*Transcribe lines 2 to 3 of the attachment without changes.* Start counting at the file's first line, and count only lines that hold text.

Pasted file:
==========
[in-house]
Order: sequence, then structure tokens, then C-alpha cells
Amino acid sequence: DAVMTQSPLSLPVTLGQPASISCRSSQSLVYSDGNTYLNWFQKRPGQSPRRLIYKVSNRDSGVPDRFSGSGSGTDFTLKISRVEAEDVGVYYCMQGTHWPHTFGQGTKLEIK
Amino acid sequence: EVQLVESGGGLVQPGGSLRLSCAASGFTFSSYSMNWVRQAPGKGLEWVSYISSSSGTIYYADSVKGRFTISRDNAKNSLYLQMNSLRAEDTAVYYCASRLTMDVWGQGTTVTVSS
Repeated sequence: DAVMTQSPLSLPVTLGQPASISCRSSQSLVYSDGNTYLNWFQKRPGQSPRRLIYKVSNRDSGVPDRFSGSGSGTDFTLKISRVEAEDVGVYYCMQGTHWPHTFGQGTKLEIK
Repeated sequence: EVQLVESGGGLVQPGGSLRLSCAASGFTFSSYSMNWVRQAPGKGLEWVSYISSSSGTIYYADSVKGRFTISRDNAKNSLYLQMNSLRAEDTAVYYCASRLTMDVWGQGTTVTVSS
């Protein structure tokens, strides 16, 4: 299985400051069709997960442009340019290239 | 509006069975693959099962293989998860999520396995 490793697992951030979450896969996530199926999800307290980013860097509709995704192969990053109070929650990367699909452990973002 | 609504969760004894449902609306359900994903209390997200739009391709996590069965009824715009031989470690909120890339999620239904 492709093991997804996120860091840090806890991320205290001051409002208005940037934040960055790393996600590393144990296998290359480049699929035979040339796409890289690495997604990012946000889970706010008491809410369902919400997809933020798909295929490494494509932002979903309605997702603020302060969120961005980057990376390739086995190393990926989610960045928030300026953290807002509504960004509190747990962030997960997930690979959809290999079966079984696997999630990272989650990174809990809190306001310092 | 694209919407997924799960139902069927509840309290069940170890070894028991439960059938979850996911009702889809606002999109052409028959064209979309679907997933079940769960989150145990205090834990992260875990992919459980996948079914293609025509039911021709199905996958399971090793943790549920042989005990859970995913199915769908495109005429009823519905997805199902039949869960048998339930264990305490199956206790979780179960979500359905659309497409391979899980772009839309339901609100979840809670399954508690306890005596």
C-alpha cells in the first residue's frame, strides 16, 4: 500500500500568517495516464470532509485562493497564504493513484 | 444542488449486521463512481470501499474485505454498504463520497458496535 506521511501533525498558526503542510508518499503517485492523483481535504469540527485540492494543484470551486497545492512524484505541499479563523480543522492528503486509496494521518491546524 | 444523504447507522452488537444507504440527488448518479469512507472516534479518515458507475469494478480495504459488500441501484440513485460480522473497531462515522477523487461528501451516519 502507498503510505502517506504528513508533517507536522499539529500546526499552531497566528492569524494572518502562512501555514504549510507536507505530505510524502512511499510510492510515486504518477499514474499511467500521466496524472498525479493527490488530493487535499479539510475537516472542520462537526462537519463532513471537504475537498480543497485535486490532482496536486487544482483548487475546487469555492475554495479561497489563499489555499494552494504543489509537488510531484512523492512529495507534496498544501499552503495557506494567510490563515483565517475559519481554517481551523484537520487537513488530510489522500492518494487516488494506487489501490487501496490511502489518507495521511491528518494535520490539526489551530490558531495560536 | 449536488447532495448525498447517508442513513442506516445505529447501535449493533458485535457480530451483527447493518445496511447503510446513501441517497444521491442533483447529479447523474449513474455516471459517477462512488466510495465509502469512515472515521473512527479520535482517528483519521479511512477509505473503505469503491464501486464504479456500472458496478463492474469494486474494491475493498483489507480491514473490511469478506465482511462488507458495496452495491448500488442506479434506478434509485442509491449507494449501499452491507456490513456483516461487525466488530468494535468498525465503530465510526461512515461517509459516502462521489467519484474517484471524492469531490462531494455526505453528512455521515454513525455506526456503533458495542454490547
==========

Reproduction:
Order: sequence, then structure tokens, then C-alpha cells
Amino acid sequence: DAVMTQSPLSLPVTLGQPASISCRSSQSLVYSDGNTYLNWFQKRPGQSPRRLIYKVSNRDSGVPDRFSGSGSGTDFTLKISRVEAEDVGVYYCMQGTHWPHTFGQGTKLEIK